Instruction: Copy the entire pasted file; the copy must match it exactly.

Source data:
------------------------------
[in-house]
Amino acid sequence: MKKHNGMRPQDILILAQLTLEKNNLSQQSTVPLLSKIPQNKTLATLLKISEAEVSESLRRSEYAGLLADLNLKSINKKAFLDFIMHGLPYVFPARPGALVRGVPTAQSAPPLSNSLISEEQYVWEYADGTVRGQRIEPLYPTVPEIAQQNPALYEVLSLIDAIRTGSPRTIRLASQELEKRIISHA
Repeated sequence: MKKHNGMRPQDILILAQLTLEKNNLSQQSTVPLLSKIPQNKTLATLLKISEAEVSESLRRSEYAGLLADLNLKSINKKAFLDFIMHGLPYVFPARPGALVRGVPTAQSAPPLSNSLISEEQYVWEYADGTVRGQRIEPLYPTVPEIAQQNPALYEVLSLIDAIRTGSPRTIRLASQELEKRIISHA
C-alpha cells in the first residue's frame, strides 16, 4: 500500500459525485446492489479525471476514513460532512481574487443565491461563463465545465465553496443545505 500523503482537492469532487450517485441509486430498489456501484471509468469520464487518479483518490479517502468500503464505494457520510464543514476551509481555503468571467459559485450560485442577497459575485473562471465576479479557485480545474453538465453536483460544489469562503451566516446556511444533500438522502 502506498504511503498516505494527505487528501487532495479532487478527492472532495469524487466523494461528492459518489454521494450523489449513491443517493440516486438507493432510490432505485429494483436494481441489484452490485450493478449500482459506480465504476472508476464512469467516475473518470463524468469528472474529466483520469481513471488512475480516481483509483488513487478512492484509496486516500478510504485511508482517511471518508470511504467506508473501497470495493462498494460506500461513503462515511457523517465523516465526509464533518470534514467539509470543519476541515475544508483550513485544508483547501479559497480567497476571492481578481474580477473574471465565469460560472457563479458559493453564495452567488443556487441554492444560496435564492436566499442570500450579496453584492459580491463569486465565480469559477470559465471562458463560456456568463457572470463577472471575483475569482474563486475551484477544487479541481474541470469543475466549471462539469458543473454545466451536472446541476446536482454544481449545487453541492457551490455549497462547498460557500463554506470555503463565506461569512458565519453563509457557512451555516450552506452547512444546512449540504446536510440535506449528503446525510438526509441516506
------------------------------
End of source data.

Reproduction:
[in-house]
Amino acid sequence: MKKHNGMRPQDILILAQLTLEKNNLSQQSTVPLLSKIPQNKTLATLLKISEAEVSESLRRSEYAGLLADLNLKSINKKAFLDFIMHGLPYVFPARPGALVRGVPTAQSAPPLSNSLISEEQYVWEYADGTVRGQRIEPLYPTVPEIAQQNPALYEVLSLIDAIRTGSPRTIRLASQELEKRIISHA
Repeated sequence: MKKHNGMRPQDILILAQLTLEKNNLSQQSTVPLLSKIPQNKTLATLLKISEAEVSESLRRSEYAGLLADLNLKSINKKAFLDFIMHGLPYVFPARPGALVRGVPTAQSAPPLSNSLISEEQYVWEYADGTVRGQRIEPLYPTVPEIAQQNPALYEVLSLIDAIRTGSPRTIRLASQELEKRIISHA
C-alpha cells in the first residue's frame, strides 16, 4: 500500500459525485446492489479525471476514513460532512481574487443565491461563463465545465465553496443545505 500523503482537492469532487450517485441509486430498489456501484471509468469520464487518479483518490479517502468500503464505494457520510464543514476551509481555503468571467459559485450560485442577497459575485473562471465576479479557485480545474453538465453536483460544489469562503451566516446556511444533500438522502 502506498504511503498516505494527505487528501487532495479532487478527492472532495469524487466523494461528492459518489454521494450523489449513491443517493440516486438507493432510490432505485429494483436494481441489484452490485450493478449500482459506480465504476472508476464512469467516475473518470463524468469528472474529466483520469481513471488512475480516481483509483488513487478512492484509496486516500478510504485511508482517511471518508470511504467506508473501497470495493462498494460506500461513503462515511457523517465523516465526509464533518470534514467539509470543519476541515475544508483550513485544508483547501479559497480567497476571492481578481474580477473574471465565469460560472457563479458559493453564495452567488443556487441554492444560496435564492436566499442570500450579496453584492459580491463569486465565480469559477470559465471562458463560456456568463457572470463577472471575483475569482474563486475551484477544487479541481474541470469543475466549471462539469458543473454545466451536472446541476446536482454544481449545487453541492457551490455549497462547498460557500463554506470555503463565506461569512458565519453563509457557512451555516450552506452547512444546512449540504446536510440535506449528503446525510438526509441516506